Special to WorldTribune.com
Chinese President Xi Jinping on Jan. 21 pledged billions of dollars in aid to Egypt as Beijing moved to boost its influence in the Middle East.
“China supports Egypt’s efforts to maintain stability, develop the economy and improve livelihoods, and … play an even greater role in international and regional affairs,” Xi said, according to China’s foreign ministry.
Egypt is the second stop on Xi’s tour of the Middle East tour that analysts say is a major push by China for greater clout in a region that provides vital oil supplies.
Xi arrived in Egypt from Saudi Arabia and will head next to Iran. While in Riyadh, Xi signaled China’s support for Yemen’s government, which is fighting Iran-allied Houthi rebels.
The Chinese president’s pledge of aid comes at a time when slumping oil prices may be jeopardizing the billions in economic assistance Egypt receives from Saudi Arabia and the UAE. Xi’s visit was also seen as a vote of confidence for Egyptian President Abdul Fatah Sisi’s administration.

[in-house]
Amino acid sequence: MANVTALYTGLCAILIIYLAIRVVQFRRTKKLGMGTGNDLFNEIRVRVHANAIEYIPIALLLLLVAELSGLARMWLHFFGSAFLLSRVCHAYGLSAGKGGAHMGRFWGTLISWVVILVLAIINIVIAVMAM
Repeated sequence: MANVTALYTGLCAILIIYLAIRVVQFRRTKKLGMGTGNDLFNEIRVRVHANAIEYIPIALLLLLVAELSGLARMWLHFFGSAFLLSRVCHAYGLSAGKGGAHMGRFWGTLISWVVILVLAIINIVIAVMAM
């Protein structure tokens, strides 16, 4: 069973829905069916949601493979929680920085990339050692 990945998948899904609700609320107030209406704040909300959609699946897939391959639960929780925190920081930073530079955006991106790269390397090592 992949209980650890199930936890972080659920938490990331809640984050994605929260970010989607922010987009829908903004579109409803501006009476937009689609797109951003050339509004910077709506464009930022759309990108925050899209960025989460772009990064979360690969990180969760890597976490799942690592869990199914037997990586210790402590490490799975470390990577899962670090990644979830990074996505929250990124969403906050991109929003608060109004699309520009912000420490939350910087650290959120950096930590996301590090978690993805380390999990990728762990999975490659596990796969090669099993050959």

“We discussed in our consultations the need to redouble our common efforts in various bilateral and international areas to combat the danger of terrorism and extremism,” Sisi said.
The deals include a $1 billion financing agreement for Egypt’s central bank and a $700 million loan to state-owned National Bank of Egypt.
Xi said 32 Chinese companies are working in Egypt’s Suez Canal economic zone, investing more than $400 million, adding those figures will rise to 100 firms and $2.5 billion with the next phase of the project.
China and Egypt are also planning 15 projects in electricity, infrastructure and transport with investments that could total $15 billion, Xi said.
Xi also outlined billions of dollars in investment plans for the wider Middle East in his speech at the Cairo-headquartered Arab League. Beijing pledged $15 billion in special loans to boost industrial production in the region, $10 billion in trade credit for joint energy projects and another $10 billion in soft loans.
Additionally, China will set up funds with the UAE and Qatar worth a total $20 billion to invest in conventional energy. It will extend its contracts to buy oil from the region and dedicate $300 million to helping train police.